Flying high: Rylan Toth's unusual NHL call-up thanks to emergency backup rule

Thunderbirds goalie Rylan Toth spends his Saturday nights a bit differently than most varsity athletes. The second-year Thunderbird, who hails from Saskatchewan, spends every few weekends at Rogers Arena — not just to watch a Canucks game, but to be there for emergency backup duty.

It’s a job shared between UBC’s goaltending roster.

“We bring our gear, we get free tickets to the game and you can just watch it and bring a friend — and if something happens to one of the goalies, you get a text and you go down and get dressed,” Toth said.

This is the second season that the NHL has made it mandatory for the home team to have an in-house emergency backup goalie who can be available to either team should one of their goalies get injured mid-game. It’s also the second year that the Canucks and UBC have had their agreement in place.

The rule made headlines in March 2018 when Scott Foster, a 36-year-old accountant, suited up and played the final 13 minutes for the Chicago Blackhawks in their game against the Winnipeg Jets after both Blackhawk goalies were injured.

December 15, 2018, was the 15th game that Toth went to as the emergency backup.

“I think it was on a Saturday and I had a final on Tuesday, so at the time I was just looking forward to a nice break from studying and it kinda ended up being a crazy night.”

Instead of a break that evening, Toth got the text. The Philadelphia Flyers goaltending staff asked him to come downstairs to the dressing room and get his gear on. Flyers starting goalie Anthony Stolarz was forced to exit the game with an injury, putting their backup Alex Lyon in net and Toth on the bench.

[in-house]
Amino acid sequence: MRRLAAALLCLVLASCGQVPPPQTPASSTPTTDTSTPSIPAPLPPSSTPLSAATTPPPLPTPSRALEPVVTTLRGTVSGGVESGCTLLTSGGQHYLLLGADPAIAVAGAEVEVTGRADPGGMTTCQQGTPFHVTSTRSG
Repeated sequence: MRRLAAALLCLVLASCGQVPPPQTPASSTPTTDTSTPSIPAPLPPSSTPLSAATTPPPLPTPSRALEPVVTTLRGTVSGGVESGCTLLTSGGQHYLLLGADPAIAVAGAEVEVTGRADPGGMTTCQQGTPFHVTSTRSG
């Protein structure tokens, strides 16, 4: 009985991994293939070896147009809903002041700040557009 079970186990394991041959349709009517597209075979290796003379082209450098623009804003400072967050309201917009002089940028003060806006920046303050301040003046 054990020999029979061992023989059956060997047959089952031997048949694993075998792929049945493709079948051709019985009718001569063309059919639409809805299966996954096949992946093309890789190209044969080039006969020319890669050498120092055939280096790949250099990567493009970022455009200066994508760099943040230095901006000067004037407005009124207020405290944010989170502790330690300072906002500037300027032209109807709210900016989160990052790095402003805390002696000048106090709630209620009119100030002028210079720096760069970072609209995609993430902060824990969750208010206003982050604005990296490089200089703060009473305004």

Rylan Toth.
Rylan Toth. Salomon Micko Benrimoh

In doing so, Toth became the second UBC goalie in three years to suit up for an NHL game. Former Thunderbirds goalie Matt Hewitt suited up as backup for the Canucks in a game against the St. Louis Blues back in October 2016.

Just as he had done for Hewitt, UBC head coach Sven Butenschon sent some words of encouragement to Toth as he waited in the dressing room.

“He sent me a text during and just said, ‘If you go in, just have fun ’cause you don’t really get a chance like that very often.’ So yeah, it was cool,” Toth explained.

Toth didn’t get the call onto the ice that night. He stayed in the dressing room, ready. Waiting.

Once the game was done, Toth received some personalized memorabilia from the Flyers as thanks for stepping up.

“They gave me a stick and once I got back from Christmas break, there was a jersey in my stall. So they had actually made up a jersey and it had my name on it,” Toth said.

A month later, Toth is back to his normal routine. School, varsity and the emergency backup rotation. He isn’t letting himself get too starstruck over his NHL experience and is focussing on helping the Thunderbirds reach the playoffs.

“I think at this point I’m playing hockey because I love it and I really enjoy it. I like the competitive atmosphere as well … You definitely dream of playing in the NHL from pretty much when you start playing hockey and I was five when I started playing,” he said.

For Toth, it may not have been the NHL debut he imagined, but it was one for the memory books nonetheless.

“I don’t think that’s the way you picture it happening but, I mean, it was a cool experience.”